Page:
Contemporary Cluster – the new cultural centre in Rome

Agnese Čivle


Q&A with Giacomo Guidi, artistic director and founder of Contemporary Cluster – the new cultural centre in Rome

At the end of September, Contemporary Cluster – a space dedicated to interdisciplinarity between art, architecture and design – opened its new headquarters in Palazzo Brancaccio, a noble palace built in the late 19th century and immersed in the greenery of the Esquilino district, an area of Rome that is experiencing a moment of rebirth after long years of decay.

Led by Giacomo Guidi, artistic director and curator of contemporary art, and by Giorgia Cerulli, architect and curator of the historical design and applied arts sector, Contemporary Cluster will breathe life into the spaces of Palazzo Brancaccio as it brings the city a new cultural and multidisciplinary centre that citizens will be able to re-appropriate and experience on a daily basis.

Giacomo Guidi. Photo: Guido Gazzilli

As some of the brightest moments of Cluster's programme for the next year, Giacomo Guidi highlights exhibitions of great protagonists of the Italian and international art scene, such as Paolo Grassino, Gioacchino Pontrelli, Federico Pepe, and Stefano Cagol representing the visual arts, Boogie – photography, and Supaform and Draga & Aurel – the world of design.

Why did you feel it was important to open a new cultural venue in this time of a pandemic and global uncertainty? How would you characterise the uniqueness of this project in the context of the current state we’re in – the so-called “new normal”, as well in terms of the art world in general?

I do not think it is right to talk about a “new normality” because I do not consider my projects to be part of a normal context regardless. To define “normality” is to affirm the presence of non-normality, and I prefer to move between these two realities in a freer way. Contemporary Cluster doesn’t investigate what is already visible to everyone, but rather what is the result of possible freedom, which starts from the will of artists in an ample way. Various artists are being called upon to fill the spaces of Palazzo Brancaccio, which at first sight may seem to be white spaces but in reality are not. These spaces have lived before and are already full of everything that there was in the past.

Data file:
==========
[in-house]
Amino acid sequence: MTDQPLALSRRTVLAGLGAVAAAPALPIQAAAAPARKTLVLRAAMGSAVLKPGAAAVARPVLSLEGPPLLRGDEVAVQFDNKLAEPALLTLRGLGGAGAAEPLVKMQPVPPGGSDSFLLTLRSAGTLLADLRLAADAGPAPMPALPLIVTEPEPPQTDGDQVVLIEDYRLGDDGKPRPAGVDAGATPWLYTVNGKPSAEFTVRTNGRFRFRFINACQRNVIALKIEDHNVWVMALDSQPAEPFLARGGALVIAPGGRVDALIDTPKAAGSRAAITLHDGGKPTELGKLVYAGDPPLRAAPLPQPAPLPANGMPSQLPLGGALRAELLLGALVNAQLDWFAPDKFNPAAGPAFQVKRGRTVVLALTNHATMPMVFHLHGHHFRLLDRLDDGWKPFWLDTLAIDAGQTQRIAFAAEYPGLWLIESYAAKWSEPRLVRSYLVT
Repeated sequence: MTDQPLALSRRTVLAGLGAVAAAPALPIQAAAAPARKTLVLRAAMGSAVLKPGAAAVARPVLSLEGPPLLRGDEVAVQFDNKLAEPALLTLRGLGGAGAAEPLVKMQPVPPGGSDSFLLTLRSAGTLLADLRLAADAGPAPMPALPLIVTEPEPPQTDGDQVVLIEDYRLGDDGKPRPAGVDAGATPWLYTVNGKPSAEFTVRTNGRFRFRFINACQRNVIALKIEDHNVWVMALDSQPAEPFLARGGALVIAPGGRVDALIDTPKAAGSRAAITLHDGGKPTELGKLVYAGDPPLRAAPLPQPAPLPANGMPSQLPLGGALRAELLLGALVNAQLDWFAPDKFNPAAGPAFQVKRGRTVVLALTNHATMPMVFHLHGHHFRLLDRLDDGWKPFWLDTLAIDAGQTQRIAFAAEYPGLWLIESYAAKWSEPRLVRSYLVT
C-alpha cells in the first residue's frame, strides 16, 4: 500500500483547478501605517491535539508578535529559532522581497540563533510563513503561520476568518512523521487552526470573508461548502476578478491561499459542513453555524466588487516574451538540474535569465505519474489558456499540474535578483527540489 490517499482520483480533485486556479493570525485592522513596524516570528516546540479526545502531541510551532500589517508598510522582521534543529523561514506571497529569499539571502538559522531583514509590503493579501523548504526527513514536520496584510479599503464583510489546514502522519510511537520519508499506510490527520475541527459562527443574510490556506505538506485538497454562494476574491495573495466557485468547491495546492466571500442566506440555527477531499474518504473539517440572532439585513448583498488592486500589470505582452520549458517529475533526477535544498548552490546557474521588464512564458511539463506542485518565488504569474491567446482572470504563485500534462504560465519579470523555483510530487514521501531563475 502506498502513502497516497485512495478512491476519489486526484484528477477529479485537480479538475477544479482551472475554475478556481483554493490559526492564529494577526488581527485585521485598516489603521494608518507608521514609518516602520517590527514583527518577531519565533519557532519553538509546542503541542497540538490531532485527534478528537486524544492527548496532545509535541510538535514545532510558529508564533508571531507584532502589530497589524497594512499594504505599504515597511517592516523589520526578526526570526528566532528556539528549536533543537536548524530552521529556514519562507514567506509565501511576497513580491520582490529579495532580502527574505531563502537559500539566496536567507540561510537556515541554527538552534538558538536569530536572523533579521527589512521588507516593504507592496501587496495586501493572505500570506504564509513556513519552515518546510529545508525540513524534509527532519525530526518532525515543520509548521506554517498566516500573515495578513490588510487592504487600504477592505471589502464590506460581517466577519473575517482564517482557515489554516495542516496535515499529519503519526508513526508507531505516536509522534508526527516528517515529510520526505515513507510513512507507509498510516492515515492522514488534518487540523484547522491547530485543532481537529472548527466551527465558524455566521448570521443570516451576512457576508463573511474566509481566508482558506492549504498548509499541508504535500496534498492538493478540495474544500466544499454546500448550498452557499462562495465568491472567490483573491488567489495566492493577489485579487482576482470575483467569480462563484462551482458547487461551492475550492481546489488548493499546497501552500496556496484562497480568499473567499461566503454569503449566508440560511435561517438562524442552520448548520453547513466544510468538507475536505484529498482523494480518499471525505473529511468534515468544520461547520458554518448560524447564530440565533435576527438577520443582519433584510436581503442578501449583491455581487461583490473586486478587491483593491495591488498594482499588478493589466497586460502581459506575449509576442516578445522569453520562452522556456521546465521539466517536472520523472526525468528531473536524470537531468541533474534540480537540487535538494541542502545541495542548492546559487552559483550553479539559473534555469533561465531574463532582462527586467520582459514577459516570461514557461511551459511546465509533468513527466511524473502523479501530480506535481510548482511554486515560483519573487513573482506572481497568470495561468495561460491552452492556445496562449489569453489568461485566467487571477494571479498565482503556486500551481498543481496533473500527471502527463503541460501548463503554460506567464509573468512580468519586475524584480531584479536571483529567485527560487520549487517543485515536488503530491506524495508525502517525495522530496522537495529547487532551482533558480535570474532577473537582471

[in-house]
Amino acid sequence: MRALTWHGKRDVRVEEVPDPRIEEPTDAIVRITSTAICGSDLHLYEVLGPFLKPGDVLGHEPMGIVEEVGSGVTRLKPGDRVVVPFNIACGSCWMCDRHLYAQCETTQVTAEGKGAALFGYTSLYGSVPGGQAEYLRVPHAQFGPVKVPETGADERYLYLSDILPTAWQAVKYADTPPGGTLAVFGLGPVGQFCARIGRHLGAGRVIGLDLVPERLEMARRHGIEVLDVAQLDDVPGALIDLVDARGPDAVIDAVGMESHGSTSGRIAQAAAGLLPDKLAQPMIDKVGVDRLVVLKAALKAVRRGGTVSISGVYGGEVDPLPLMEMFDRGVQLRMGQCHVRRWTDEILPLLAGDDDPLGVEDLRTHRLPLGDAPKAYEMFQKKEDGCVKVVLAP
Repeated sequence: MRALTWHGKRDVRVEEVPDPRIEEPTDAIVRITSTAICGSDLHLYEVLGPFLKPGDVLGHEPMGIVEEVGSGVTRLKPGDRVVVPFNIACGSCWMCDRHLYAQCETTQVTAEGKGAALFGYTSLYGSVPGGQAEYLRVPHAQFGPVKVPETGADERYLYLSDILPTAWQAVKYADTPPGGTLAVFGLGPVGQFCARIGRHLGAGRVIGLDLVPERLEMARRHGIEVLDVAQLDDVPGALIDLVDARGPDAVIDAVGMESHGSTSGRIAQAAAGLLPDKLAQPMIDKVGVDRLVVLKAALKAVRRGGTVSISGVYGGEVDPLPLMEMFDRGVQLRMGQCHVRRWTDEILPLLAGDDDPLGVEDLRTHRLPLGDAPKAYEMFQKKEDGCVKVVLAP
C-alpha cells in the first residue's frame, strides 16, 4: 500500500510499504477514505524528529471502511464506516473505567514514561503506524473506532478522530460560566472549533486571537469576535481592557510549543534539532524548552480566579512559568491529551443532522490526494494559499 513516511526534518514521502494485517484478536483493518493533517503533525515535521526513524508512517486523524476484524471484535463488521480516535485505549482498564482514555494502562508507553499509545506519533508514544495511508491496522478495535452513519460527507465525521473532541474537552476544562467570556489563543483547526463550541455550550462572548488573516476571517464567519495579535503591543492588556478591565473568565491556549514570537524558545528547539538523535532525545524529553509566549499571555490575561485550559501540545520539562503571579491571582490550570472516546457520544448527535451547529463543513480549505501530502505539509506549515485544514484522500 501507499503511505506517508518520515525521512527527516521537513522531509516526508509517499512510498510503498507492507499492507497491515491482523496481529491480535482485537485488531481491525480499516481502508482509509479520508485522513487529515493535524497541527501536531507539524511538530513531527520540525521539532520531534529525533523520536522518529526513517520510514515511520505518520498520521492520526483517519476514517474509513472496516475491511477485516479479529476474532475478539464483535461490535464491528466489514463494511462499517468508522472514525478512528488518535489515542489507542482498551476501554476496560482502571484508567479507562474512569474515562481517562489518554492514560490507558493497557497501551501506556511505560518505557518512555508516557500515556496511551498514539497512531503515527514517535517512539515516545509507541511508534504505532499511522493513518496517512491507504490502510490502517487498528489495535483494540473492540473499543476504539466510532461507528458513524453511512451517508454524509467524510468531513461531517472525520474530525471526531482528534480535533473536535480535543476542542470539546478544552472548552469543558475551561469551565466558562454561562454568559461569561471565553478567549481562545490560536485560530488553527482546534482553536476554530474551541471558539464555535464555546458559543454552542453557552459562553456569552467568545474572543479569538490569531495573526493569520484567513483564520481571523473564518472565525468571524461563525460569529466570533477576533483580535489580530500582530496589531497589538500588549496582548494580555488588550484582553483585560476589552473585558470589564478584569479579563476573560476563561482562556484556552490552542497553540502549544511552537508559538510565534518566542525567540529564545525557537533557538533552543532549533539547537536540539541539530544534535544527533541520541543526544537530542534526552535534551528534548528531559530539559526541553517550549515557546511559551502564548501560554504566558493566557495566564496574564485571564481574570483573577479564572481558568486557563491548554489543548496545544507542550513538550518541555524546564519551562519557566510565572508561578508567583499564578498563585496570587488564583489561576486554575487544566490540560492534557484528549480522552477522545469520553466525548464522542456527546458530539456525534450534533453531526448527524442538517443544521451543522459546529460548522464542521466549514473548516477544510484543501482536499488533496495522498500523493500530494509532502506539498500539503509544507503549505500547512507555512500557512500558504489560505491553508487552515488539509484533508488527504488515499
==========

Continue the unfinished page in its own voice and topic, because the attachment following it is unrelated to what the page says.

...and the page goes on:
Photos of the current show at Contemporary Cluster – “Semina” by Sara Ricciardi. Courtesy of Serena Eller

My role is to lead and help the artist zero in on his or her vision on canvas or objects, and fill it again with content that is part of the contemporary. The mission of creativity is to give examples of a certainty that it is fluid and mobile at a time of normal uncertainty like ours. Exhibitions, projects and objects are the result of this time and must be a response to uncertainty while, at the same time, affirm the possibility of future certainty. I just want to work on the freedom of creativity and its affirmation as a condition from which you cannot escape.

The mission statement of Contemporary Cluster describes it as a space dedicated to interdisciplinarity between art, architecture, photography, design, visual art, etc. Is there any line of action on how Contemporary Cluster will relate to the objectives of the New European Bauhaus initiative?

References are important regardless of the name because they have in themselves a cyclicality, a movement and an alternation typical of the avant-garde that has always characterised and influenced the cultural and artistic attitude. Bauhaus is certainly one of the best representations of avant-garde determination, but examples such as Futurism, De Stijl, and Fluxus are as powerful and effective as a starting point as Bauhaus, which was perhaps the most global and total.